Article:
You will need Adobe Reader to view some of the files on this page. See EPA's PDF page to learn more.
AgSTAR is one of EPA’s climate-protection partnership programs, which promotes investments in alternative energy technologies by encouraging the development and adoption of anaerobic digestion (AD) technology in the livestock sector. Since 2000, the use of biogas recovery systems with AD in the livestock sector has continued to increase, which has led to meaningful reductions in greenhouse gas emissions.
Learn more about these programs, including AgSTAR, in the Office of Atmospheric Programs: Climate Protection Partnerships 2012 Annual Report (PDF) (48 pp, 4.5 MB)
AgSTAR Annual Emission Reductions (2000-2012)
2013 Use and Benefits of AD in the Livestock Sector
From its preliminary analysis, AgSTAR estimates that approximately 239 AD systems were operating at commercial livestock farms in the United States in 2013. Learn more about AD Projects.
In 2013, AD systems directly reduced emissions by an estimated 1.73 million metric tons of CO2 equivalent (MMTCO2e) and approximately 0.47 MMTCO2e was avoided, producing a total emission reduction of 2.20 MMTCO2e. To complement the Annual Report, the chart below distinguishes the portion of the total emissions that were directly reduced and the emissions avoided from the reduction in fossil fuel use.
- Environmental and Energy Benefits
- Greenhouse Gas Equivalencies
- Anaerobic Digester System Designs and End Uses of Biogas
- Printer-friendly version of the 2013 Use and Benefits of AD in the Livestock Sector (PDF) (3 pp, 614 K)
Environmental and Energy Benefits
Greenhouse Gas Emission Reductions (2000-2013)
AD systems reduce greenhouse gas (GHG) emissions in two ways. First, direct methane emissions are reduced by capturing and burning biogas that otherwise would escape into the atmosphere. Second, AD projects generate energy that displaces the use of fossil fuels, resulting in the avoidance of GHG emissions and other pollutants. In 2013, AD systems directly reduced emissions by an estimated 1.73 million metric tons of CO2 equivalent (MMTCO2e) and approximately 0.47 MMTCO2e was avoided, producing a total emission reduction of 2.20 MMTCO2e.
Energy Generation (2000-2013)
AD systems generate usable energy each year by using biogas to generate electricity, as a boiler fuel for space or water heating, or for a variety of other uses. Approximately 840 million kilowatt hours (kWh) equivalent of energy was generated by AD systems on livestock farms during 2013.
Greenhouse Gas Equivalencies
Understanding greenhouse gas emission reductions is challenging, so it helps to think of the environmental benefits in terms that are more relatable. Using EPA’s Greenhouse Gas Equivalencies Calculator, equivalencies are presented below for the total estimated emissions reductions from AD systems on livestock farms in 2013 (2.20 MMTCO2e).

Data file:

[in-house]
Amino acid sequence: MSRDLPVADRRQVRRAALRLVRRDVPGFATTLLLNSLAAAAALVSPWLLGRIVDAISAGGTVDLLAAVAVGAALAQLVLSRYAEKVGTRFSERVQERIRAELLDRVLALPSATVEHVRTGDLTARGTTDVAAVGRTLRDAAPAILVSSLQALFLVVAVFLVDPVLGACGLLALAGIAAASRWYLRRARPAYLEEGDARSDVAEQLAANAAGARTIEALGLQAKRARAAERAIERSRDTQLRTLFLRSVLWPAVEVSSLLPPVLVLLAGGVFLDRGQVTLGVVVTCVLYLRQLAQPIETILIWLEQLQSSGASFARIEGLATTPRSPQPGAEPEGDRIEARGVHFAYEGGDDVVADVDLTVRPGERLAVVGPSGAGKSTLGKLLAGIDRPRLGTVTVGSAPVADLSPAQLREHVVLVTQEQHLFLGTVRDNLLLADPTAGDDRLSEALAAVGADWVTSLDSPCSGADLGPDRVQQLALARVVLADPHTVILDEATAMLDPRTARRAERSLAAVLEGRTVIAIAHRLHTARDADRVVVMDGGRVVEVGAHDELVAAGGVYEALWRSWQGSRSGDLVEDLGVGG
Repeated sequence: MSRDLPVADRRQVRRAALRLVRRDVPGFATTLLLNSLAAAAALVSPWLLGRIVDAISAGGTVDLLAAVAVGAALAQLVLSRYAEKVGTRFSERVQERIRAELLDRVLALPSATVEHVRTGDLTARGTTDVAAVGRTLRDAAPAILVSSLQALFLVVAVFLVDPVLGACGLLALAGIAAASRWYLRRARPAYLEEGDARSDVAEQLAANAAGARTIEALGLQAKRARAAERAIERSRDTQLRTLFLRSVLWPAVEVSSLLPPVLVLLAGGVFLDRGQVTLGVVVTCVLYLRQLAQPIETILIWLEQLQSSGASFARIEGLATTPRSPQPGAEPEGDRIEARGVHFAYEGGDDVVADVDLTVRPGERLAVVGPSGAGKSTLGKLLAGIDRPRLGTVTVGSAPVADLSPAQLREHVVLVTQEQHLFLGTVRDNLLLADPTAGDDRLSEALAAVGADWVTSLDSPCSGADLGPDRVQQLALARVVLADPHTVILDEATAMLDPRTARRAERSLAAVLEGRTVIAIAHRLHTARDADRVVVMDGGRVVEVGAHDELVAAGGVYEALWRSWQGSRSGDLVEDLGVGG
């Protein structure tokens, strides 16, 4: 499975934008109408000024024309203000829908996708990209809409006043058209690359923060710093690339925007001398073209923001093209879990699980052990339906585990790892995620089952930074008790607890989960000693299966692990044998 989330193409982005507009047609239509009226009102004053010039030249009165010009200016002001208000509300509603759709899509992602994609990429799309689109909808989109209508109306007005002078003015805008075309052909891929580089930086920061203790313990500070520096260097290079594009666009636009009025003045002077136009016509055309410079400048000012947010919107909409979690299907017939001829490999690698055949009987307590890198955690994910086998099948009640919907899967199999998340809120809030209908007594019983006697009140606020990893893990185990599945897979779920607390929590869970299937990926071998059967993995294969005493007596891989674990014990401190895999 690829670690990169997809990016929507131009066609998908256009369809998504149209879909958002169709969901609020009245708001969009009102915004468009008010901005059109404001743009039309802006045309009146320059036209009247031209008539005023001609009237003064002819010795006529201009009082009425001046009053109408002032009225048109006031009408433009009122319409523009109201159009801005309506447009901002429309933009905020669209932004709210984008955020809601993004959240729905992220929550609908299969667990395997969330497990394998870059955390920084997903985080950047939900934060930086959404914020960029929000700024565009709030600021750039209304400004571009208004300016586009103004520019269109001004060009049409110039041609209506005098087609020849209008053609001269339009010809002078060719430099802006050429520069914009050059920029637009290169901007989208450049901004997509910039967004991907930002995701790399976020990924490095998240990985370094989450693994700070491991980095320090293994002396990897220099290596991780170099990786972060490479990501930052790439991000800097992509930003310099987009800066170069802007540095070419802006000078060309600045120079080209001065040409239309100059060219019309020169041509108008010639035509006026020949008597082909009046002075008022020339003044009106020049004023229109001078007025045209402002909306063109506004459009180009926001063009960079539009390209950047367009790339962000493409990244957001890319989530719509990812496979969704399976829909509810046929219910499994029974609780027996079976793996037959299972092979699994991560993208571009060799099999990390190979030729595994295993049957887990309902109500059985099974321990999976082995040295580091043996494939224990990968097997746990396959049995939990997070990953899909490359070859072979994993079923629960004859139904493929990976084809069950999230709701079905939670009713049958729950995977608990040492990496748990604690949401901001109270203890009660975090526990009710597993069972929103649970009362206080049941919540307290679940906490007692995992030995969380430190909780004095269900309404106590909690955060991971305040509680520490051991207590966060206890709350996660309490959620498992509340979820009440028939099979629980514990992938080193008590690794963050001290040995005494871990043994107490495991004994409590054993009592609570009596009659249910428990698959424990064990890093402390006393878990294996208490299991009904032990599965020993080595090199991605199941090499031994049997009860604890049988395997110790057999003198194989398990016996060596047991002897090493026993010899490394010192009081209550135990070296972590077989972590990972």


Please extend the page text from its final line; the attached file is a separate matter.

CO2 emissions from one of the following:
Annual GHG emissions from one of the following:
|788,530 tons of waste sent to a landfill|
|112,763 garbage trucks of waste recycled instead of landfilled|
Carbon sequestered by one of the following:
|56,410,256 tree seedlings grown for 10 years|
|1,803,279 acres of U.S. forests in one year|
|16,987 acres of forests preserved from conversion to cropland in one year|
Anaerobic Digester System Designs and End Uses of Biogas
Operating AD System Designs in 2013
Operational AD systems use several types of technologies to generate power. Complete mix and mixed plug flow designs accounted for 65 percent of all operational AD systems in 2013.
Trends in AD System Designs (2000-2013)
Complete mix and mixed plug flow systems continue to be the most common designs. AgSTAR anticipates that the use of complete mix designs will continue to expand as farms take advantage of opportunities offered through codigestion, which refers to the simultaneous anaerobic digestion of multiple organic wastes in one digester.
End Uses of Biogas in 2013
Captured biogas is used to generate electricity, as a fuel for boilers or furnaces, treated to create compressed natural gas, or for a combination of uses.
Trends in End Uses of Biogas (2000-2013)
Combined heat and power continues to be the most common use for biogas followed by electricity generation. Visit the projects page to access details about AD projects across the United States.